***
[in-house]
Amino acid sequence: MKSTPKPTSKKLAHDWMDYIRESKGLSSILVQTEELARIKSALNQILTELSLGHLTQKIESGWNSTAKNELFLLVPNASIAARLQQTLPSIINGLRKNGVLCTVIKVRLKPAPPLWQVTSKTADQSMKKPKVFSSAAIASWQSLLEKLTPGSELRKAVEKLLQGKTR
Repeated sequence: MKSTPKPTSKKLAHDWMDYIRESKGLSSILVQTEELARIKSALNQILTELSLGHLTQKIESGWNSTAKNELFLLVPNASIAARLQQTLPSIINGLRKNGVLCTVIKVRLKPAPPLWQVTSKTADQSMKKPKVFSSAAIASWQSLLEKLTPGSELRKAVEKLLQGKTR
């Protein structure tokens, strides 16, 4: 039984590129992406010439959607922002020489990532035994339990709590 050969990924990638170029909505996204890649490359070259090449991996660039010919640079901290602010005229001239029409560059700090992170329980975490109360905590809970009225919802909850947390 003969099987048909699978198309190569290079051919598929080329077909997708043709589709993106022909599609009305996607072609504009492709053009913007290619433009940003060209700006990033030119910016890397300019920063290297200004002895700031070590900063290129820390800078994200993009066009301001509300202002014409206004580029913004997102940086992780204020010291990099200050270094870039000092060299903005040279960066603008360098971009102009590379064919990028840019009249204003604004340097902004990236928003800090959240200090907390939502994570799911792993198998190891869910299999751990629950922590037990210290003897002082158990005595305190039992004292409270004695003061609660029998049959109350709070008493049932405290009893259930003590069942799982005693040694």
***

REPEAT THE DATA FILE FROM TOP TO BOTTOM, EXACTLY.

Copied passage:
[in-house]
Amino acid sequence: MKSTPKPTSKKLAHDWMDYIRESKGLSSILVQTEELARIKSALNQILTELSLGHLTQKIESGWNSTAKNELFLLVPNASIAARLQQTLPSIINGLRKNGVLCTVIKVRLKPAPPLWQVTSKTADQSMKKPKVFSSAAIASWQSLLEKLTPGSELRKAVEKLLQGKTR
Repeated sequence: MKSTPKPTSKKLAHDWMDYIRESKGLSSILVQTEELARIKSALNQILTELSLGHLTQKIESGWNSTAKNELFLLVPNASIAARLQQTLPSIINGLRKNGVLCTVIKVRLKPAPPLWQVTSKTADQSMKKPKVFSSAAIASWQSLLEKLTPGSELRKAVEKLLQGKTR
């Protein structure tokens, strides 16, 4: 039984590129992406010439959607922002020489990532035994339990709590 050969990924990638170029909505996204890649490359070259090449991996660039010919640079901290602010005229001239029409560059700090992170329980975490109360905590809970009225919802909850947390 003969099987048909699978198309190569290079051919598929080329077909997708043709589709993106022909599609009305996607072609504009492709053009913007290619433009940003060209700006990033030119910016890397300019920063290297200004002895700031070590900063290129820390800078994200993009066009301001509300202002014409206004580029913004997102940086992780204020010291990099200050270094870039000092060299903005040279960066603008360098971009102009590379064919990028840019009249204003604004340097902004990236928003800090959240200090907390939502994570799911792993198998190891869910299999751990629950922590037990210290003897002082158990005595305190039992004292409270004695003061609660029998049959109350709070008493049932405290009893259930003590069942799982005693040694």